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  • Writer's pictureJoseph Bourbon


If you’re looking for a special gift for your bourbon (or even a scotch) fan, it’s hard to pass up this bourbon in a tall, graceful bottle safely secured in a lovely scotch-like tube. E.H. Taylor Bottled-in-Bond represents all that is good within the bourbon industry, with a name that is steeped in history. It’s also great when the bourbon is every bit as good as its namesake.

Bigger than Legend

In 1869, Edmund Haynes Taylor, Jr. purchased the Old Fire Copper Distillery (O.F.C.) along the Kentucky River in Frankfort Kentucky. Nearly a decade later, he sold it to George T. Stagg. You’ll recognize both of these names – EH Taylor went on to establish the Old Taylor Distillery now known as Castle and Key. George T. Stagg went on to grow the OFC Distillery into what has become Buffalo Trace. Today, both of these bourbon legends are remembered in signature Buffalo Trace bourbons.

While EH was at OFC, he pioneered new techniques in bourbon production – many of which are still in use today He advocated for the use of the sour mash technique, where a portion of the fermented mash was “set back” for use in the next fermentation, leading to a more consistent product – much like a portion of sourdough bread starter is reserved for the next batch of dough. It was while preparing a portion of an old distillery building at Buffalo Trace in 2017 for conference and event area that original fermentation tanks from EH’s era were unearthed. Today, Buffalo Trace is filling them in preparation for special releases in the coming years.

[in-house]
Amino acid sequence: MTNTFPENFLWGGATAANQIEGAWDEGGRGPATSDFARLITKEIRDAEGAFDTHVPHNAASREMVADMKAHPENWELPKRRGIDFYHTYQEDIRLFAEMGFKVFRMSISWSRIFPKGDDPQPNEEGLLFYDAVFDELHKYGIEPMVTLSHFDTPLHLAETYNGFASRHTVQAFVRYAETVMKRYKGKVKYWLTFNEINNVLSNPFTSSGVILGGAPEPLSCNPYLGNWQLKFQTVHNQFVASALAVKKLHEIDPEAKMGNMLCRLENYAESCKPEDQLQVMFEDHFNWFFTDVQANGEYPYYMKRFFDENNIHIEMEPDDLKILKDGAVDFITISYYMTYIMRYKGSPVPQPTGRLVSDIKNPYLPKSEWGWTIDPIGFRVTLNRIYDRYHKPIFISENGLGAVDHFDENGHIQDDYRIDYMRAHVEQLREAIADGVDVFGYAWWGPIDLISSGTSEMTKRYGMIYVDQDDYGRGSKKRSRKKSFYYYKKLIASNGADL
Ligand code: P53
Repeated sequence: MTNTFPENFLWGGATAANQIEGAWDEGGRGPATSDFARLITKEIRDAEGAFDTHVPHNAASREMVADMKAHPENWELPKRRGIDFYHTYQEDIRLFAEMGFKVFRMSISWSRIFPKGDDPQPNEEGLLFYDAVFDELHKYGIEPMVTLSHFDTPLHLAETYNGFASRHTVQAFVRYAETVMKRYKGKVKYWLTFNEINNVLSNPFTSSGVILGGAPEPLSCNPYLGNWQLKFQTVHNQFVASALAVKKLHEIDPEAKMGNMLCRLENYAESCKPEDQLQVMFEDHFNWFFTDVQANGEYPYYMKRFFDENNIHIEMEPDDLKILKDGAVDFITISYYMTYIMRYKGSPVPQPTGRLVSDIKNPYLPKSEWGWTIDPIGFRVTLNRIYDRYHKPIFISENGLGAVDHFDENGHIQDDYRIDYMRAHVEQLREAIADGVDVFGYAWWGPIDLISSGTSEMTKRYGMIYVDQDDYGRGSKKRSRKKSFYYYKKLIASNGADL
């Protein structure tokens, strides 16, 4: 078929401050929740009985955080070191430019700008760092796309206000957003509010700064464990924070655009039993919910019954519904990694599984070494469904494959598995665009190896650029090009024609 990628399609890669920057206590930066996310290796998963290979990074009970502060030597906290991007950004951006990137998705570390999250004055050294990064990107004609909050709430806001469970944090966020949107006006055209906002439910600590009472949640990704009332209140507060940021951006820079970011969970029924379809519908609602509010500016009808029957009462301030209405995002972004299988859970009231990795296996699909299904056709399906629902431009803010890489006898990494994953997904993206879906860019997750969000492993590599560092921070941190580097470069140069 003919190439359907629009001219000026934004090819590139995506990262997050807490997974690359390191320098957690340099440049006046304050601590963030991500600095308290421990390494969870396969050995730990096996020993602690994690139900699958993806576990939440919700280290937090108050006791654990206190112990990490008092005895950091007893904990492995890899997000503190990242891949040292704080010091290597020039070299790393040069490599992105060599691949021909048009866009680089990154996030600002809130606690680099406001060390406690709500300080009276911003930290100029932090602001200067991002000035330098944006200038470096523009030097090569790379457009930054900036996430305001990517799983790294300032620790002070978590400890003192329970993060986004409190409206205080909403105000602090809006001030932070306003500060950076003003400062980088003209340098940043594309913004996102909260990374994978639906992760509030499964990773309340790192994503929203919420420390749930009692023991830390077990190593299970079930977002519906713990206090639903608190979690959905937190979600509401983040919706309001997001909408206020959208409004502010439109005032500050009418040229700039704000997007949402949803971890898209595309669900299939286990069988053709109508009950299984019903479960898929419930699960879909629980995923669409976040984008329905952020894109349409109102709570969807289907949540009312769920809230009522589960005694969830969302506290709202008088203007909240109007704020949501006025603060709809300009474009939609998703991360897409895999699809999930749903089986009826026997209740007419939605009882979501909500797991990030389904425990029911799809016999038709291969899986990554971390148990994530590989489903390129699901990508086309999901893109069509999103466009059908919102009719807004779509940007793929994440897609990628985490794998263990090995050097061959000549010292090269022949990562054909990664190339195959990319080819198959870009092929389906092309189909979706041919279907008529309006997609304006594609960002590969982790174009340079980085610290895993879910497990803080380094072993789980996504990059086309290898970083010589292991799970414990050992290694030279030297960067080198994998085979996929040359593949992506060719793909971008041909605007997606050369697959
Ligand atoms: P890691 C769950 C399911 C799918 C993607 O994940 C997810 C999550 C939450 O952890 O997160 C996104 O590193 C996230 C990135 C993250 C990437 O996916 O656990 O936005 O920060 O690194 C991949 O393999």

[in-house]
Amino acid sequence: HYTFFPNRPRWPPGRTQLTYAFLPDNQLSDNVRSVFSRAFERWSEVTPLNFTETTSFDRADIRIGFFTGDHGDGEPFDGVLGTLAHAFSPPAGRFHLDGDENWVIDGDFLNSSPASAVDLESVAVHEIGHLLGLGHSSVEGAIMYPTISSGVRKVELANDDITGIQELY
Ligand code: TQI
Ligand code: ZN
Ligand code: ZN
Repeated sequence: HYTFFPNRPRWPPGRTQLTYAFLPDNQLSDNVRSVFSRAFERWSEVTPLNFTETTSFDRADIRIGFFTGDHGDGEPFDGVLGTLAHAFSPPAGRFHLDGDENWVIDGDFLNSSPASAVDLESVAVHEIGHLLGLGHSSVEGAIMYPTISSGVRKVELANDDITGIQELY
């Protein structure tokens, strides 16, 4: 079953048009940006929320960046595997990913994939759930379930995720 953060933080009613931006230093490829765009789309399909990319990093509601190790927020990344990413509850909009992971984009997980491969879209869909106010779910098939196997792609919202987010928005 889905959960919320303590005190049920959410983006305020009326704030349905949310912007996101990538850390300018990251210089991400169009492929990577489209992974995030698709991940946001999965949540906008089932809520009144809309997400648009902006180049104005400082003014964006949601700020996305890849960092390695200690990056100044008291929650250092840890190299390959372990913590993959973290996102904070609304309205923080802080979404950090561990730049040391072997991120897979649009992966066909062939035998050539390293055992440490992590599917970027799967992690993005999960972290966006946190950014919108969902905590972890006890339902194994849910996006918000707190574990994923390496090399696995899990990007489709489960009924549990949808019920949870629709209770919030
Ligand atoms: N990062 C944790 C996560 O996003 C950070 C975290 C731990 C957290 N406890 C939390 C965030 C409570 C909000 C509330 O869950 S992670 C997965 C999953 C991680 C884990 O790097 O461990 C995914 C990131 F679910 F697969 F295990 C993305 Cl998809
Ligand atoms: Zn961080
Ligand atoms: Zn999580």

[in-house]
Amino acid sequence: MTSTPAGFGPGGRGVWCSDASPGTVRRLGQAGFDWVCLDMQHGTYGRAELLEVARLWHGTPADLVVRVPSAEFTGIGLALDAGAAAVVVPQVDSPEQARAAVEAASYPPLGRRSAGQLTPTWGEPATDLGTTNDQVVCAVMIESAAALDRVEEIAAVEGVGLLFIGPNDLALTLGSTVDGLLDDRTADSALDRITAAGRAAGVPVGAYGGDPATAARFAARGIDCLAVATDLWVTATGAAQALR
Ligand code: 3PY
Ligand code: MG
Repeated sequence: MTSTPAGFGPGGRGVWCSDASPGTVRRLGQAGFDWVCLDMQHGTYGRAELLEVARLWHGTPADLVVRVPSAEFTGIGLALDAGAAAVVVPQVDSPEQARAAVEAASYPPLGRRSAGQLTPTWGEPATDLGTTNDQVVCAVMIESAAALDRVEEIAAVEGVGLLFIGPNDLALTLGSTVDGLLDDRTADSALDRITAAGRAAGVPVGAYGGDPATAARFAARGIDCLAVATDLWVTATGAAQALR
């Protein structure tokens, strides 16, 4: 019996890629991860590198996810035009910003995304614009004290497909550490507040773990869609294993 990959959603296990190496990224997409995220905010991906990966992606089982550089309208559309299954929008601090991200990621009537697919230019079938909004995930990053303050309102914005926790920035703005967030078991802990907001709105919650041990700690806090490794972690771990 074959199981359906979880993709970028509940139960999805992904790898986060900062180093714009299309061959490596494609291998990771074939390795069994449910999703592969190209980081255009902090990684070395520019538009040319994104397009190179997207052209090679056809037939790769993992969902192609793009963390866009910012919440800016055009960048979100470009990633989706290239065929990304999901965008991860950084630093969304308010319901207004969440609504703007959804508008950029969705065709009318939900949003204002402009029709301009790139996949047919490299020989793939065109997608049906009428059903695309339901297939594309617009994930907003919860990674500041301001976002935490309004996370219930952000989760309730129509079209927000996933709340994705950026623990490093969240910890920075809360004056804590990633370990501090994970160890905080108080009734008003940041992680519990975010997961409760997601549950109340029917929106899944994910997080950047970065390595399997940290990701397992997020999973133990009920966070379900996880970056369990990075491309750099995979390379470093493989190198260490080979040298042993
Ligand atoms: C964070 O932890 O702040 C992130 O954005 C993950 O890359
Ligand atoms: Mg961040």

Taylor, along with George Garvin Brown of Brown-Forman, were instrumental in advocating for the production of safe drinking spirits. It was in 1897 that the Bottled-in-Bond Act was passed, while Taylor was serving as mayor of Frankfort, KY. This bourbon honors this pillar of the modern bourbon era.

The Tasting

E.H. Taylor comes in a tall, graceful bottle encased by a cardboard scotch-like tube. While it carries no age statement, the bottled-in-bond labeling indicates it

  1. Is the product of 1 distillation season, by a single distiller, at a single location

  2. Has been aged in a federally bonded warehouse under U.S. government supervision for at least 4 years

  3. Is bottled at 100 proof

  4. Is labeled to identify the distillery where it was distilled

  5. Is produced in the U.S. may be bonded

Buffalo Trace is tight-lipped on the mash bill, but it is typically thought that E.H. Taylor is a produced from Mash Bill #1 – a low-rye mash bill. Siblings include Buffalo Trace, Eagle Rare, Old Charter, and Benchmark.

Eye: Caramel

Nose: Caramel and vanilla with some honey notes and dried fruits.

Palate: Sweet with spicy notes. I sense plenty of browned butter and sugar along with some light floral notes. The mouthfeel isn’t as creamy as I might of thought, but this feels very well balanced – not too light, not too heavy. There’s great balance between the classic essences and the lighter fruit and floral sensations.

Finish: Medium with some vanilla, oaky char and pepper spice. E.H. would be proud.

Overall: For around $40, you can get a very fine bourbon that will impress your friends and family. There’s a great story here and some traditional bourbon flavors. Buffalo Trace is commended for keeping the Taylor legacy alive and thriving.

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